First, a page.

The Future Of Student Housing? Student Co-Operatives Reduce Rent Prices - PropertyBlawg

The Future Of Student Housing? Student Co-Operatives Reduce Rent Prices

by JacobLittleDigirank on March 19, 2013

Over recent years, the government of this country has seen directed towards it a tirade of protests and student anger regarding the rise in costs related to being at university. From tuition fees to the prices of rent, it is now more expensive than ever to study – and so far there is very little that has been done about it.

The average cost of being a student in the UK is now approximately £70 a week – with both private properties and student accommodation seeing large increases in rent over the last few years. But now, a group of students from Birmingham have successfully applied for funding to form the UK’s first student housing co-operative.

£550,000 has been secured to buy two properties with 5 bedrooms each – and these houses will be permanently available to student members of the co-operative at vastly reduced rates. The idea is that you’re saving money on Estate Agent’s fees, Landlords and costly renovation work, but you are also creating a real home which draws on community knowledge and the idea that a grassroots movement can really help students in need.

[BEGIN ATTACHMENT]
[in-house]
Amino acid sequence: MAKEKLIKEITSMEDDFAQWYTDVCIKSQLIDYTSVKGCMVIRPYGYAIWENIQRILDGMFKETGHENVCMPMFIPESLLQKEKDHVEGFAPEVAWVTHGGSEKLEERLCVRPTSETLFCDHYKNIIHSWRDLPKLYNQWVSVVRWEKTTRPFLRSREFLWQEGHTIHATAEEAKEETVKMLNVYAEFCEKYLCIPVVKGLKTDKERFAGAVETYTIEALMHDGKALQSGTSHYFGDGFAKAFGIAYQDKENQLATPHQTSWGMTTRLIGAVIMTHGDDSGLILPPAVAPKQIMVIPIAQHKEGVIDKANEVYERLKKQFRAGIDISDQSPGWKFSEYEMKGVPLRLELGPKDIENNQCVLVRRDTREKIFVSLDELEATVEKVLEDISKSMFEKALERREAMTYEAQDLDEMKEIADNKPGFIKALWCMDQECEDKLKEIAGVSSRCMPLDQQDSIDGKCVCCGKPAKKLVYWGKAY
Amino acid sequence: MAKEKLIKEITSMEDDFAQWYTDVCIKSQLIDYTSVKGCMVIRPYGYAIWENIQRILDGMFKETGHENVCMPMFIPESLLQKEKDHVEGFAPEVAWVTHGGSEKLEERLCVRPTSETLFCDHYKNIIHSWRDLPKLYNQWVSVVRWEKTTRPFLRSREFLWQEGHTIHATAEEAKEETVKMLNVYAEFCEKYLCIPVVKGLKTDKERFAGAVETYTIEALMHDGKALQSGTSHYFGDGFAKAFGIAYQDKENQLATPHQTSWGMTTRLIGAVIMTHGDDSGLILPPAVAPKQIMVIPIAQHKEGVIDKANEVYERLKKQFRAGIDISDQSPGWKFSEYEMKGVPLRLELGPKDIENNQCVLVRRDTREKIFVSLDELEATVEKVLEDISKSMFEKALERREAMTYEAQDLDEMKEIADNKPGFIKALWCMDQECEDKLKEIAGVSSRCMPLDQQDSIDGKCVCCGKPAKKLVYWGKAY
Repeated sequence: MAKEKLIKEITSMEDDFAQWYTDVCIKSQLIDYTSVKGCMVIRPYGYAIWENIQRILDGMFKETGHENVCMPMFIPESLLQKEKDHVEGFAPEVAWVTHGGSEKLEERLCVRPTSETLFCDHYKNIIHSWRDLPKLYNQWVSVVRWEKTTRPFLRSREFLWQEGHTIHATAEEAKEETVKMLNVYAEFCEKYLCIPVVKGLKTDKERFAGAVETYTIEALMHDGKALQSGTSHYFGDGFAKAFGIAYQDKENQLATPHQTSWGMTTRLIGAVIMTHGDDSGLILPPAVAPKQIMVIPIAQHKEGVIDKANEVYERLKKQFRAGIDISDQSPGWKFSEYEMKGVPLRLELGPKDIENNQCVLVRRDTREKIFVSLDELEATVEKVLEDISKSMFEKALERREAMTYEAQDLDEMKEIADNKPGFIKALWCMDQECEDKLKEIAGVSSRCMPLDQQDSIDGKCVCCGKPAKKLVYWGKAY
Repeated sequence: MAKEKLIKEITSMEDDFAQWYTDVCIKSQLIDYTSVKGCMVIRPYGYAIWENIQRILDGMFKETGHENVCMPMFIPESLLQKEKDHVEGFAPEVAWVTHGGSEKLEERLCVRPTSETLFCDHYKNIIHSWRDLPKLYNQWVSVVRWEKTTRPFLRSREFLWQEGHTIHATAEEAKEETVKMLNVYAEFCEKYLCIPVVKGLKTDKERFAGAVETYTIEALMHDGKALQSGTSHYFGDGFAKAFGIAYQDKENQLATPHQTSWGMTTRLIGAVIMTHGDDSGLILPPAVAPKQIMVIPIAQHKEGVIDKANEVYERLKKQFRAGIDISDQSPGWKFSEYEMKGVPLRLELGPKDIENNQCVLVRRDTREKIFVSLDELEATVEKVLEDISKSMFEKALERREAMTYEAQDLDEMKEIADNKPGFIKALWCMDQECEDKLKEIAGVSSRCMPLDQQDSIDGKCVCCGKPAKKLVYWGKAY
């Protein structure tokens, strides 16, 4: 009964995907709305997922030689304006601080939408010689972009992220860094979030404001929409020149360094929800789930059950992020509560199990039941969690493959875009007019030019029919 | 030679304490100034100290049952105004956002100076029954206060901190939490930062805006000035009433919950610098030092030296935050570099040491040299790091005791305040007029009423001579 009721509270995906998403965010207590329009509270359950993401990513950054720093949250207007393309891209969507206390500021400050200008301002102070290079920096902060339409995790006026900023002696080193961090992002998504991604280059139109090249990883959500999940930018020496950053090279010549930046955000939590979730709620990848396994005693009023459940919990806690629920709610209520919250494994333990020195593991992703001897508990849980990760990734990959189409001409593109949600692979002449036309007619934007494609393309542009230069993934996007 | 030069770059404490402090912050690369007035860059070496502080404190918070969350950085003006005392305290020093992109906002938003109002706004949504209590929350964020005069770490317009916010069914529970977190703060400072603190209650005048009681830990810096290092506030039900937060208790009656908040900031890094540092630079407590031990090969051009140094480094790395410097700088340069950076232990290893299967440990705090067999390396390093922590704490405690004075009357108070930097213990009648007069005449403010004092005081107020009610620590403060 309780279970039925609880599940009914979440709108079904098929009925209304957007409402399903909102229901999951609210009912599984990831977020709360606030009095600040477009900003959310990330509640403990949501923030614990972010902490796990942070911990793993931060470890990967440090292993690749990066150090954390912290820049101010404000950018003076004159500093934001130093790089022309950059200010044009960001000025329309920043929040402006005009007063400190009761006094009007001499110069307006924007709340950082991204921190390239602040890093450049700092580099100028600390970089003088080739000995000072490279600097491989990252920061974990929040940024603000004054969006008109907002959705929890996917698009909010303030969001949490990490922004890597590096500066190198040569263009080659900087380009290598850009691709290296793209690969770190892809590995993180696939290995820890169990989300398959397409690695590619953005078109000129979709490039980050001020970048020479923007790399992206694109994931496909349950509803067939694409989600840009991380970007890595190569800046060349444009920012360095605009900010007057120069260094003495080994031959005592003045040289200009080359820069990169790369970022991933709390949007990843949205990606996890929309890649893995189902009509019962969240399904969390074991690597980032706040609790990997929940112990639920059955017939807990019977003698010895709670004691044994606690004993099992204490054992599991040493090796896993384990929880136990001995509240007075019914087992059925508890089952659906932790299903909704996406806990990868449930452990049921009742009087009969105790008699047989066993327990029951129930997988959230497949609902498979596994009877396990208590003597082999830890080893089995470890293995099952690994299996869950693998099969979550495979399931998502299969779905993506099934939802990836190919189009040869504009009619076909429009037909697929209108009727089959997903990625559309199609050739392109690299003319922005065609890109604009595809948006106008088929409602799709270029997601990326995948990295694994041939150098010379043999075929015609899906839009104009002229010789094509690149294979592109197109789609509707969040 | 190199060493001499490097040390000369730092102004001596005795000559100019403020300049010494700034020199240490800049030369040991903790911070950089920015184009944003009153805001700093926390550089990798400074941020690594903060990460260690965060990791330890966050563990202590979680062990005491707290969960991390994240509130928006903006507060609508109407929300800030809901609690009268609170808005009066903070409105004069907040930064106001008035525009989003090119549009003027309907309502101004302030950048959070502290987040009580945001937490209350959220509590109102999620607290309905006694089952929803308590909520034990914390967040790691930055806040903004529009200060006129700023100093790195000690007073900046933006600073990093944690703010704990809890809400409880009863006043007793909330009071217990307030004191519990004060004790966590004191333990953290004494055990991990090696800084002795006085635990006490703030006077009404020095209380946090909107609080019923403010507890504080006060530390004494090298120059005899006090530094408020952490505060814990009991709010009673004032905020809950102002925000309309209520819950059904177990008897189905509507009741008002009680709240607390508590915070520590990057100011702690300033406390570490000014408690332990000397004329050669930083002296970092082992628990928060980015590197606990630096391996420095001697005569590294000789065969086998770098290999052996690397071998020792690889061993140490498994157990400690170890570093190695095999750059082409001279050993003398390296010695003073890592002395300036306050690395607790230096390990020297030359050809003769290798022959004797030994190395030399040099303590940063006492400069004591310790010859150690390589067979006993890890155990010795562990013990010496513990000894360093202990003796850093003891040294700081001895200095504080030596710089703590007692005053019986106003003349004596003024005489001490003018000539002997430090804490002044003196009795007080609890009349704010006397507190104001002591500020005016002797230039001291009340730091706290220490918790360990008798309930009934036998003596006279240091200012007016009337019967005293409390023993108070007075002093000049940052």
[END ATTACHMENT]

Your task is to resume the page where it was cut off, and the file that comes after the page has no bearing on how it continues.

‘We’re looking at a rent of about £40 per week to cover everything,’ states founder Sean Farmelo, who studies Philosophy at Birmingham University. ‘It couldn’t come at a better time too; with fees rising and maintenance loans not going up to match.’

It’s humble beginnings, but the founders of the co-operative truly believe that there is a future in buying student properties before the landlords do. Buying existing properties already intended for development circumvents any issues with planning permission appeals and neighborhood enforcement notices. It’s a good start – and there’s definitely evidence to suggest that this model can be taken elsewhere and increase in size.

“A couple of years down the line you can start tapping into real finance to buy halls to house hundreds of students. It’s a real possibility…there is an alternative”

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